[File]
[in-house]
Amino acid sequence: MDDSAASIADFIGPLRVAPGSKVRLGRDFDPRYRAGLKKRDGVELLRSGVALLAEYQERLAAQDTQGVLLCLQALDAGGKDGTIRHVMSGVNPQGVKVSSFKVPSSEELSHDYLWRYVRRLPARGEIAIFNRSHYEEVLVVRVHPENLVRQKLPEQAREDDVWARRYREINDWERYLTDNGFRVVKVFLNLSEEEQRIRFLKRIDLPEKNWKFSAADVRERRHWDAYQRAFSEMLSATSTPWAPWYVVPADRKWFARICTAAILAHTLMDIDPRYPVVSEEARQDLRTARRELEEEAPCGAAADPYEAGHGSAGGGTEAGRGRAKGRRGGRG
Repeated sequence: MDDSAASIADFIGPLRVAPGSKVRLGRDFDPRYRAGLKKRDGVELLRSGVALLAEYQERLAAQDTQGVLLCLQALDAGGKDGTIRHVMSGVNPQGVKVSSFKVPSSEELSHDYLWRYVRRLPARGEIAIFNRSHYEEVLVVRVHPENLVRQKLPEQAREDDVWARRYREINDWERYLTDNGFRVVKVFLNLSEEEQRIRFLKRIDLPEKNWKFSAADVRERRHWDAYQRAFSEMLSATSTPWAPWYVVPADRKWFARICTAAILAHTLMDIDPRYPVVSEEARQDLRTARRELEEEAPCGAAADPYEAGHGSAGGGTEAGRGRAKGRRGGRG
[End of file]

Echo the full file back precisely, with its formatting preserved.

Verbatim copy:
[in-house]
Amino acid sequence: MDDSAASIADFIGPLRVAPGSKVRLGRDFDPRYRAGLKKRDGVELLRSGVALLAEYQERLAAQDTQGVLLCLQALDAGGKDGTIRHVMSGVNPQGVKVSSFKVPSSEELSHDYLWRYVRRLPARGEIAIFNRSHYEEVLVVRVHPENLVRQKLPEQAREDDVWARRYREINDWERYLTDNGFRVVKVFLNLSEEEQRIRFLKRIDLPEKNWKFSAADVRERRHWDAYQRAFSEMLSATSTPWAPWYVVPADRKWFARICTAAILAHTLMDIDPRYPVVSEEARQDLRTARRELEEEAPCGAAADPYEAGHGSAGGGTEAGRGRAKGRRGGRG
Repeated sequence: MDDSAASIADFIGPLRVAPGSKVRLGRDFDPRYRAGLKKRDGVELLRSGVALLAEYQERLAAQDTQGVLLCLQALDAGGKDGTIRHVMSGVNPQGVKVSSFKVPSSEELSHDYLWRYVRRLPARGEIAIFNRSHYEEVLVVRVHPENLVRQKLPEQAREDDVWARRYREINDWERYLTDNGFRVVKVFLNLSEEEQRIRFLKRIDLPEKNWKFSAADVRERRHWDAYQRAFSEMLSATSTPWAPWYVVPADRKWFARICTAAILAHTLMDIDPRYPVVSEEARQDLRTARRELEEEAPCGAAADPYEAGHGSAGGGTEAGRGRAKGRRGGRG